Monday, May 7, 2012

The U.S. Department of Agriculture Turns 150

As part of my "day" job, I work with my counterparts at the U.S. Department of Agriculture (USDA) on a variety of agricultural trade issues.  A couple weeks ago when sitting in a conference room over at USDA's Whitten Building, I noticed a poster proclaiming the 150th anniversary of the department.  This is one of those rare times where my full-time career intersects with my interest in the Civil War era, and I felt compelled to dig a little deeper.
President Abraham Lincoln, who grew up on family farms in Kentucky and Indiana, was no stranger to agriculture.  In a speech given to the Wisconsin State Agricultural Society the year before he was elected President, Lincoln called for increased productivity on small farms and extolled the virtues of agricultural technology.  He also stressed the value of education to farmers.  As Lincoln told the Society, "no other human occupation opens so wide a field for the profitable and agreeable combination of labor with cultivated thought, as agriculture."  The Republican Party at the time favored several measures to promote agriculture, including the adoption of a homestead act to encourage the settlement and farming of western lands.  These ideas reflected the free labor and free land policies of Lincoln's party.

In his annual message to Congress on December 3, 1861, Lincoln advocated the creation of a bureau or department of agriculture within the government.  As he told Congress, with a bit of humor thrown in for good measure:
Agriculture, confessedly the largest interest of the nation, has not a department nor a bureau, but a clerkship only, assigned to it in the Government. While it is fortunate that this great interest is so independent in its nature as to not have demanded and extorted more from the Government, I respectfully ask Congress to consider whether something more can not be given voluntarily with general advantage.  (in Rasmussen.)
In response to Lincoln's call, Congress passed passed "An Act to Establish a Department of Agriculture."  Lincoln signed the bill into law on May 15, 1862.  The new department had a broad mandate "to acquire and to diffuse among the people of the United States useful information on subjects connected with agriculture in the most general and comprehensive sense of that word, and to procure, propagate, and distribute among the people new and valuable seeds and plants."  Congress designated a Commissioner of Agriculture to serve as the "chief executive officer" of the department.  The Commissioner was to be appointed by the President with the advice and consent of the Senate.  Lincoln selected Isaac Newton as the first Commissioner of Agriculture.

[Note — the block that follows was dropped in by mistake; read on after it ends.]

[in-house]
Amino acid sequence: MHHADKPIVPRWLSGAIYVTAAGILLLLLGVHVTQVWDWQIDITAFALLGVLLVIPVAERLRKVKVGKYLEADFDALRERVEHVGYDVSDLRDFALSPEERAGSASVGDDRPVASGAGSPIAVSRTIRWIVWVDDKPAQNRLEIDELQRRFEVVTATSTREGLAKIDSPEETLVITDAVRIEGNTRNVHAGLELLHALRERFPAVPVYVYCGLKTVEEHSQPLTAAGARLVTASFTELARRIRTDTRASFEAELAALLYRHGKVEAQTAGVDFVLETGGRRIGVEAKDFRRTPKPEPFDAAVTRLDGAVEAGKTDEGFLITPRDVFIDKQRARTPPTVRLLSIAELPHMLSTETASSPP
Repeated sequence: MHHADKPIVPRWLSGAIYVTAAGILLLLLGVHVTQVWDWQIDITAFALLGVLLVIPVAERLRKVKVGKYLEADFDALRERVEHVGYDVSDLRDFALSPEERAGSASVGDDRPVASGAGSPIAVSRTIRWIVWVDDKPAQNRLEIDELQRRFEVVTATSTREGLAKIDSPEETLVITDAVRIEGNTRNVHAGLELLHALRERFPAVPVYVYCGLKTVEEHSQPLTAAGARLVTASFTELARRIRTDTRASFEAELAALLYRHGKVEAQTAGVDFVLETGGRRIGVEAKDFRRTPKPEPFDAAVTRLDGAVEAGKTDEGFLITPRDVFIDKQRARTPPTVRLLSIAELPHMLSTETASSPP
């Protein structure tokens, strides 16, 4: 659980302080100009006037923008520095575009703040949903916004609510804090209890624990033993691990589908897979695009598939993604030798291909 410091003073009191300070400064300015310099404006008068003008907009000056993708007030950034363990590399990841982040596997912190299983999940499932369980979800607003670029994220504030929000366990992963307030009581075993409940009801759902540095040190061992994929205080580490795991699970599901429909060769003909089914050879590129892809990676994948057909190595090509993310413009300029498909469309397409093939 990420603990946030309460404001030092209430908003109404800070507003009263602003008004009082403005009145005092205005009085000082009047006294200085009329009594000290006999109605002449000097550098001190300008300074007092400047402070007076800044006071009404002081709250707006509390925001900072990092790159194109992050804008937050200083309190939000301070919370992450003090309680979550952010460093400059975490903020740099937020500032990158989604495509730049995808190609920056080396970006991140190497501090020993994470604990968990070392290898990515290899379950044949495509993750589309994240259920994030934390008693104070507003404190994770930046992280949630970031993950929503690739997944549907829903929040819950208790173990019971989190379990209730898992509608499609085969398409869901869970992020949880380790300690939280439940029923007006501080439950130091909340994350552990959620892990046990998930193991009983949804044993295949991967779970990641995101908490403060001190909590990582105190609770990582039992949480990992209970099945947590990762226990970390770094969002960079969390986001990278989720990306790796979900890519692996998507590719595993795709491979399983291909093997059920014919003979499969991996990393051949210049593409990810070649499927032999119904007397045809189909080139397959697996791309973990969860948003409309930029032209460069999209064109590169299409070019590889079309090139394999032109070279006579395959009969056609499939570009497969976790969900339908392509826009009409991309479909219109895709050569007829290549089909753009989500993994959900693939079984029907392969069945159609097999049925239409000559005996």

Isaac Newton, first Commissioner of Agriculture (courtesy of Abraham Lincoln's White House).  Newton, a farmer originally from New Jersey, was serving as the chief clerk of the Bureau of Agriculture in the Patent Office when Lincoln appointed him to the new post.  Newton was instrumental in establishing a national agricultural library.  
In the coming days and weeks, Congress adopted other agriculture-related legislation.  Southern states had defeated previous attempts to pass a homestead law in the 1850s out of fears that such legislation would favor western settlement by small farmers without slaves. The secession of the Southern states changed the political dynamic and paved the way for the passage of homesteading legislation by Congress.  Lincoln signed the Homestead Act on May 20, 1862.  The law provided for the grant of 160 acres of public land to eligible heads of household or individuals who were at least 21 years of age.  The recipients could gain title after five years on the condition that they made improvements to the land.  The law also established a purchase option for those who resided on the land for six months and made improvements.  Moreover, only U.S. citizens, or intended citizens, who had "never borne arms against the United States Government or given aid and comfort to its enemies" were eligible.